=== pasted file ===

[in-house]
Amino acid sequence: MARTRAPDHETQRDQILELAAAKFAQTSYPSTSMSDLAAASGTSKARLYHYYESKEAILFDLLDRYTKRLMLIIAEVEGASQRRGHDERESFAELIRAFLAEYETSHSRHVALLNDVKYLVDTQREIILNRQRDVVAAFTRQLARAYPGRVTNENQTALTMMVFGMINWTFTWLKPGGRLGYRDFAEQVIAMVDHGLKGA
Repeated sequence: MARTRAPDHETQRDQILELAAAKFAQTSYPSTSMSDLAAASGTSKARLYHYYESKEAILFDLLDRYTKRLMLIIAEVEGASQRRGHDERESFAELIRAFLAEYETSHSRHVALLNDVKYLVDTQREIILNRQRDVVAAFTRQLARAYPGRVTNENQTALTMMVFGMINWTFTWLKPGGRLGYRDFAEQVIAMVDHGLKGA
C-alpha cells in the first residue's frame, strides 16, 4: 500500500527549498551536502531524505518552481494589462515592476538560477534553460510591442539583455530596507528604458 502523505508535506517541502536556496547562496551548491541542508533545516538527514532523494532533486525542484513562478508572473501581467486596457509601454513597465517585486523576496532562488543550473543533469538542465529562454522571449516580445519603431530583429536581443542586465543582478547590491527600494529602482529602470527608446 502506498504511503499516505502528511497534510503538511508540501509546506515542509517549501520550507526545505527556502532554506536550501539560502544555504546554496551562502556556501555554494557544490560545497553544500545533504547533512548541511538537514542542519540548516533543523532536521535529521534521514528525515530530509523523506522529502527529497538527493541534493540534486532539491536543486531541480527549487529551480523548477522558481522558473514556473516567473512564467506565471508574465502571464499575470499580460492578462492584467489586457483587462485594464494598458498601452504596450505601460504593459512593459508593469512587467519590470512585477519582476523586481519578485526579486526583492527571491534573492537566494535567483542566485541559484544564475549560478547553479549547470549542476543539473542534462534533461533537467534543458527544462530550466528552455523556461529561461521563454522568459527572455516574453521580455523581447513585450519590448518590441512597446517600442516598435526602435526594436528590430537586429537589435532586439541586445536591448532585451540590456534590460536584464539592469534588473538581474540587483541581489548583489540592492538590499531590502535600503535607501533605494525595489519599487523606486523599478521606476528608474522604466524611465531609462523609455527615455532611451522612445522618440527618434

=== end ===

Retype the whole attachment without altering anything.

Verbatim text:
[in-house]
Amino acid sequence: MARTRAPDHETQRDQILELAAAKFAQTSYPSTSMSDLAAASGTSKARLYHYYESKEAILFDLLDRYTKRLMLIIAEVEGASQRRGHDERESFAELIRAFLAEYETSHSRHVALLNDVKYLVDTQREIILNRQRDVVAAFTRQLARAYPGRVTNENQTALTMMVFGMINWTFTWLKPGGRLGYRDFAEQVIAMVDHGLKGA
Repeated sequence: MARTRAPDHETQRDQILELAAAKFAQTSYPSTSMSDLAAASGTSKARLYHYYESKEAILFDLLDRYTKRLMLIIAEVEGASQRRGHDERESFAELIRAFLAEYETSHSRHVALLNDVKYLVDTQREIILNRQRDVVAAFTRQLARAYPGRVTNENQTALTMMVFGMINWTFTWLKPGGRLGYRDFAEQVIAMVDHGLKGA
C-alpha cells in the first residue's frame, strides 16, 4: 500500500527549498551536502531524505518552481494589462515592476538560477534553460510591442539583455530596507528604458 502523505508535506517541502536556496547562496551548491541542508533545516538527514532523494532533486525542484513562478508572473501581467486596457509601454513597465517585486523576496532562488543550473543533469538542465529562454522571449516580445519603431530583429536581443542586465543582478547590491527600494529602482529602470527608446 502506498504511503499516505502528511497534510503538511508540501509546506515542509517549501520550507526545505527556502532554506536550501539560502544555504546554496551562502556556501555554494557544490560545497553544500545533504547533512548541511538537514542542519540548516533543523532536521535529521534521514528525515530530509523523506522529502527529497538527493541534493540534486532539491536543486531541480527549487529551480523548477522558481522558473514556473516567473512564467506565471508574465502571464499575470499580460492578462492584467489586457483587462485594464494598458498601452504596450505601460504593459512593459508593469512587467519590470512585477519582476523586481519578485526579486526583492527571491534573492537566494535567483542566485541559484544564475549560478547553479549547470549542476543539473542534462534533461533537467534543458527544462530550466528552455523556461529561461521563454522568459527572455516574453521580455523581447513585450519590448518590441512597446517600442516598435526602435526594436528590430537586429537589435532586439541586445536591448532585451540590456534590460536584464539592469534588473538581474540587483541581489548583489540592492538590499531590502535600503535607501533605494525595489519599487523606486523599478521606476528608474522604466524611465531609462523609455527615455532611451522612445522618440527618434